Google says it’s achieved quantum supremacy – Built quantum PC faster than any supercomputer

Google says it’s achieved quantum supremacy – Built quantum PC faster than any supercomputer

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Google has announced it has achieved quantum supremacy with its quantum computer, which is another way of saying it’s quantum computer has performed a calculation that not even the world’s fastest supercomputer can achieve. It has been the holy grail of computing for Google, IBM, and Intel for a number of years, and now we have our market leader. In a nutshell: quantum computing is now the fastest form of computing in the world.

The huge technological advancement from Google was published in a paper on NASA’s official website, although the paper has subsequently been pulled. Perhaps it was getting too much attention from the little green men.

Google’s paper published on the NASA website reads as follows:

“Here, we report using a processor with programmable superconducting qubits to create quantum states on 53 qubits, occupying a state space 253 ˘1016. Measurements from repeated experiments sample the corresponding probability distribution, which we verify using classical simulations. While our processor takes about 200 seconds to sample one instance of the quantum circuit 1 million times, a state-of-the-art supercomputer would require approximately 10,000 years to perform the equivalent task.”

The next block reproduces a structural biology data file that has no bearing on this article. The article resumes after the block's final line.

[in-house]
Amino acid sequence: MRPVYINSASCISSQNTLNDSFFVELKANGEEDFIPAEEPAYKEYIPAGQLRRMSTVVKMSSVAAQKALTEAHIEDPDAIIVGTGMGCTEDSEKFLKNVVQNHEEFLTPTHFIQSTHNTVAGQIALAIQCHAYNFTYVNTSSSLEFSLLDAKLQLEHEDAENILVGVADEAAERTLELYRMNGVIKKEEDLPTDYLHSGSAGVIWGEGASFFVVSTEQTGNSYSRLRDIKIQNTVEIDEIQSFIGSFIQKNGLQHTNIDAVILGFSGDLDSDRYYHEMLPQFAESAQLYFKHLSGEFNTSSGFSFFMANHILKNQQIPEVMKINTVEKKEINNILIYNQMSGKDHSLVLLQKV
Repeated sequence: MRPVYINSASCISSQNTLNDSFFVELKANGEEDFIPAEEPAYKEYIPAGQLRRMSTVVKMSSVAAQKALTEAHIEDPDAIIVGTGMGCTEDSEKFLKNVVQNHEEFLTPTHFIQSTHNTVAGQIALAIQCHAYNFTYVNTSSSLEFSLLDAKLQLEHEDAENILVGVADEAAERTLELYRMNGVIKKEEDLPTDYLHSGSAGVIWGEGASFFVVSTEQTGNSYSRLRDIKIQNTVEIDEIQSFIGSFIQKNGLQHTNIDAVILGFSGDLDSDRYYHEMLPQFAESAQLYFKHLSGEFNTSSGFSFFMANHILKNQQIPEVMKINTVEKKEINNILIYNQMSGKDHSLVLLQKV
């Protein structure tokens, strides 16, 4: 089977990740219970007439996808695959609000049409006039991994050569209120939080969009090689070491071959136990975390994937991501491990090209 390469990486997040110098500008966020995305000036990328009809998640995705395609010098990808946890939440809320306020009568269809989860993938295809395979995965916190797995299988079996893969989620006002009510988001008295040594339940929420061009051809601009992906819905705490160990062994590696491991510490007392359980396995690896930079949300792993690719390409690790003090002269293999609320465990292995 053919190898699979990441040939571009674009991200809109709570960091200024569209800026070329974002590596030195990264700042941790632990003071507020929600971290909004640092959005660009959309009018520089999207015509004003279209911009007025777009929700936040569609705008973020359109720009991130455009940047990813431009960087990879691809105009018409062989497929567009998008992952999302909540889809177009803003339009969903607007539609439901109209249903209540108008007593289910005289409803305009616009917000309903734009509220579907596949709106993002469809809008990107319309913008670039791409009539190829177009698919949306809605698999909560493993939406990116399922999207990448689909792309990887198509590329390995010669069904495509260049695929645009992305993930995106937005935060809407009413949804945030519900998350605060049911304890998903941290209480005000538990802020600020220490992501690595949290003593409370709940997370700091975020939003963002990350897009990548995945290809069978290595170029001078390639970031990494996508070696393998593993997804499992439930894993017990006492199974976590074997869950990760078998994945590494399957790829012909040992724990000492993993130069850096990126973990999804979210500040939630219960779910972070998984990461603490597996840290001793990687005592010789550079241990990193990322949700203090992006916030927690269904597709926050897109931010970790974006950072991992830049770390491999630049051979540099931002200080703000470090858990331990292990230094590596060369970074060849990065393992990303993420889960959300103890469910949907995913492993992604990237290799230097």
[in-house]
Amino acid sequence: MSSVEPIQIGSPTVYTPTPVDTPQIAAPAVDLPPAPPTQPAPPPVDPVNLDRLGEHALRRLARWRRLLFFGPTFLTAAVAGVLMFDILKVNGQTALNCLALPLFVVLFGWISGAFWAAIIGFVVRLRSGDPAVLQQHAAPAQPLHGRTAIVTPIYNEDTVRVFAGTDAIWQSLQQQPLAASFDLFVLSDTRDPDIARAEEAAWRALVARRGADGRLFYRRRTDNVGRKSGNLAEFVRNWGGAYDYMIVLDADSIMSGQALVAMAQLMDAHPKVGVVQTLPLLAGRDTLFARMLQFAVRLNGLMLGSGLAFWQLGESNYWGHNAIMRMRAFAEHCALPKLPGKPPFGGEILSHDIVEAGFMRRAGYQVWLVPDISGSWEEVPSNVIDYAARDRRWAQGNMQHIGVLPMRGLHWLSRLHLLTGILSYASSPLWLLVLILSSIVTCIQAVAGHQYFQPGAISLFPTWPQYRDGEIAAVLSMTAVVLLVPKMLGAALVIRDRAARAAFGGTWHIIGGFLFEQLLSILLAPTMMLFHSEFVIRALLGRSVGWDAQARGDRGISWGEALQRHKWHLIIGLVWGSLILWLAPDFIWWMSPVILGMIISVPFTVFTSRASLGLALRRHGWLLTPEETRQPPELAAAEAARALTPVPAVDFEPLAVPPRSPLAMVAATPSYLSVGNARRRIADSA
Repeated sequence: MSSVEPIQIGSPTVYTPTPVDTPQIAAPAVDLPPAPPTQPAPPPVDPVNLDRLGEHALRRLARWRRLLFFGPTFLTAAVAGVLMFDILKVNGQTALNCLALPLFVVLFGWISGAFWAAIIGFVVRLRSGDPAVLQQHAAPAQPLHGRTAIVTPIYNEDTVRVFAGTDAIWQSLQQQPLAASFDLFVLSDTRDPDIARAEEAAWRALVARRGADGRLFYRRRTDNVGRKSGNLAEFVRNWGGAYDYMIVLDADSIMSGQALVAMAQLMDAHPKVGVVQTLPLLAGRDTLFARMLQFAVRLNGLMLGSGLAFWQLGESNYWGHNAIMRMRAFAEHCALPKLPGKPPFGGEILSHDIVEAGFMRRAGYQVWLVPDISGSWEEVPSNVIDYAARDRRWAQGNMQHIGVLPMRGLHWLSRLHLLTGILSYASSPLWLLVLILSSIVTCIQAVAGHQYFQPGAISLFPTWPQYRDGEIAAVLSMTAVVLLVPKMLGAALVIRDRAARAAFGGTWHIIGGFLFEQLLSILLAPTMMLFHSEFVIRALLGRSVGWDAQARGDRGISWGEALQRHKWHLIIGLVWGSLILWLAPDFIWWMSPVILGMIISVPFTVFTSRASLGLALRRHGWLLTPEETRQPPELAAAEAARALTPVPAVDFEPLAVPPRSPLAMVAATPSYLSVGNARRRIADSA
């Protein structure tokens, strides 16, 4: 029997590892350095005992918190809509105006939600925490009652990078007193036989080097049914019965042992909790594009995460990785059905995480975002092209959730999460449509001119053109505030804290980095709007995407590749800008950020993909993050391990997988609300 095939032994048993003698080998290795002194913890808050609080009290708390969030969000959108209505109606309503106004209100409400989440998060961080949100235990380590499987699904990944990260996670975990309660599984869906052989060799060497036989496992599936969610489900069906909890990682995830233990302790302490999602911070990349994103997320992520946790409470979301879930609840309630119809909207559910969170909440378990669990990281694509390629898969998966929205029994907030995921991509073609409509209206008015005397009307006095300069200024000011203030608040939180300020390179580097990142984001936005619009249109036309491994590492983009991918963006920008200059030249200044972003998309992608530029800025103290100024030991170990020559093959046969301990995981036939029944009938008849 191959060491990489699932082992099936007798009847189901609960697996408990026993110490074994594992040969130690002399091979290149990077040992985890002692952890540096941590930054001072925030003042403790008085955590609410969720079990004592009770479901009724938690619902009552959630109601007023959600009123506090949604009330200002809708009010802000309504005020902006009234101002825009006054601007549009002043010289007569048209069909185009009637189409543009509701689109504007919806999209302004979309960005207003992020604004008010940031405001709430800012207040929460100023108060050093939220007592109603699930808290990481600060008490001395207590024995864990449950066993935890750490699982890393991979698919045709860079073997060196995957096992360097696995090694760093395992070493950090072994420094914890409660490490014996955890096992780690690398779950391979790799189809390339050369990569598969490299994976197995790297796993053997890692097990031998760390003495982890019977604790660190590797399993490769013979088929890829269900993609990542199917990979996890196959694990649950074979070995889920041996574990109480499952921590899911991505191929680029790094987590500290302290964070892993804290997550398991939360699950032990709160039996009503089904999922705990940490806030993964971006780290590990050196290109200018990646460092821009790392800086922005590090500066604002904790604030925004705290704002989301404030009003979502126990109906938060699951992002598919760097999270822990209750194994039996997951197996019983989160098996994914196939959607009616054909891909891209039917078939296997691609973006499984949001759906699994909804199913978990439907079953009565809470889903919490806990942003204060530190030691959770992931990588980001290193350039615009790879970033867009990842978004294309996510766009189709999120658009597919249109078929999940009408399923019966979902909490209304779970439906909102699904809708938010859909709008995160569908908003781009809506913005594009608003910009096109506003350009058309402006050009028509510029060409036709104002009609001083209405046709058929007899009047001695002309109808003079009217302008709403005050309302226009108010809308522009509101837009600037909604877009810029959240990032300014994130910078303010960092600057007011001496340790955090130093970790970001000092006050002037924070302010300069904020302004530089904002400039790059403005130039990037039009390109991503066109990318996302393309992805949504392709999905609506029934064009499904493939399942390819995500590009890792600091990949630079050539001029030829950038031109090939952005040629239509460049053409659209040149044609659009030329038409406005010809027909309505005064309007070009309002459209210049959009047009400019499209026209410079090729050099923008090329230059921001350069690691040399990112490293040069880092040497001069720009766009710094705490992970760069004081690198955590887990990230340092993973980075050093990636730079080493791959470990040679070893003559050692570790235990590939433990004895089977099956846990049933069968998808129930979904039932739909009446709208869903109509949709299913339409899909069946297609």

There are a few theories as to why the paper has been pulled, although the prevailing one is that this impressive achievement could be very worrying for traditional encryption methods. The quantum computer performed a calculation in 200 seconds which would take a supercomputer 10,000 years. Evidently such a machine could year through modern encryption without breaking so much as a sweat.  “To our knowledge,” Google’s paper read, “this experiment marks the first computation that can only be performed on a quantum processor.” 

“The problem their machine solves with astounding speed has been very carefully chosen just for the purpose of demonstrating the quantum computer’s superiority,” says John Preskill, a Caltech professor. 

At the moment, we’re still a fair way away from such a computer being able to handle more practical tasks, and a long, long way from such devices being widely available. Quantum computers could, eventually, have a stupendously big impact on artificial intelligence, machine learning, and cryptography. Just to top it all off, Google is absolutely scoffing at Moore’s Law, claiming its quantum computers will advance at a double exponential rate. This would usher in a new era of computing dominance.

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